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Profile: Fabrice Teroni (University of Berne)
  1. Julien A. Deonna & Fabrice Teroni (forthcoming). Emotions and Well-Being. Philosophical Topics.
    It is striking that for each major theory of well-being, there exists a companion theory of the emotions. Thus, to classical hedonic views of well-being, there corresponds no less classical pure feeling views of the emotions; to desire views that conceive of well-being in terms of desire satisfaction, there corresponds a variety of theories approaching the emotions in terms of the satisfaction/frustration of desires; and finally, to so called objective list theories of well-being, there corresponds a variety of theories that (...)
     
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  2. Fabrice Teroni (forthcoming). Getting a Grip on Emotional Modes. In Alix Cohen & Robert Stern (eds.), Thinking About The Emotions: A Philosophical History. Oxford.
  3. Fabrice Teroni (forthcoming). Le plaisir de manger du chocolat. In Olivier Massin & Anne Meylan (eds.), Aristote chez les Helvètes: Onze essais de métaphysique helvétique. Ithaque.
    A l’instar de bien d’autres activités, manger du chocolat suscite du plaisir. Mais comment articuler de manière satisfaisante les différents sens en jeu dans l’ingestion d’un aliment – le goût, bien sûr, mais aussi l’odorat, l’ouïe et le toucher – avec ce plaisir ? Selon une approche traditionnelle, ce dernier n’est rien de plus qu’une expérience ineffable qui, si elle s’avère accompagner certaines stimulations sensorielles ou des activités plus intellectuelles, ne porte sur rien du tout. Est-ce plausible ? Ou faudrait-il (...)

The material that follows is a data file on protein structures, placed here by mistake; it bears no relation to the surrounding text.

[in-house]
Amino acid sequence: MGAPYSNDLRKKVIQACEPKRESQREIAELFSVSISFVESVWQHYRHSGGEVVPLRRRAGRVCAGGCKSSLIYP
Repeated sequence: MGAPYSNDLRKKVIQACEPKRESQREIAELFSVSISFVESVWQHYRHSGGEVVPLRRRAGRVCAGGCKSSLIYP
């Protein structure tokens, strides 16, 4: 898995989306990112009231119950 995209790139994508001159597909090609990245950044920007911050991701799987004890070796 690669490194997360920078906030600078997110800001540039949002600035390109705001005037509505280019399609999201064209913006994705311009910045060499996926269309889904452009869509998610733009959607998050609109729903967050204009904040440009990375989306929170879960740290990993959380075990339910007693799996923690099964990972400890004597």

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  4. Fabrice Teroni & Julien A. Deonna, Emotions and Values. The Handbook of Value.
    What is the role of emotions in elucidating the nature of value? For example, should dangerousness be understood in term of the fear response? What is the role of emotions in our getting access to values? For example, what may be the role of fear in becoming aware that a given animal is dangerous? What value do emotions have? For example, is fear of special value because it helps behaving appropriately towards its object? We shall take up these three questions (...)
     
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  5. Fabrice Teroni & Julien A. Deonna (forthcoming). In What Sense Are Emotions Evaluations? In Cain Todd & Sabine Roeser (eds.), Emotion and Value. Oxford.
    In this chapter, we first introduce the idea that emotions are evaluations. Next, we explore two approaches attempting to account for this idea in terms of attitudes that are alleged to become emotional when taking evaluative contents. According to the first approach, emotions are evaluative judgments. According to the second, emotions are perceptual experiences of evaluative properties. We explain why this theory remains unsatisfactory insofar as it shares with the evaluative judgement theory the idea that emotions are evaluations in virtue (...)
     
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  6. Fabrice Teroni, Fictions, émotions et araignées au plafond. Liber Amicorum Pascal Engel.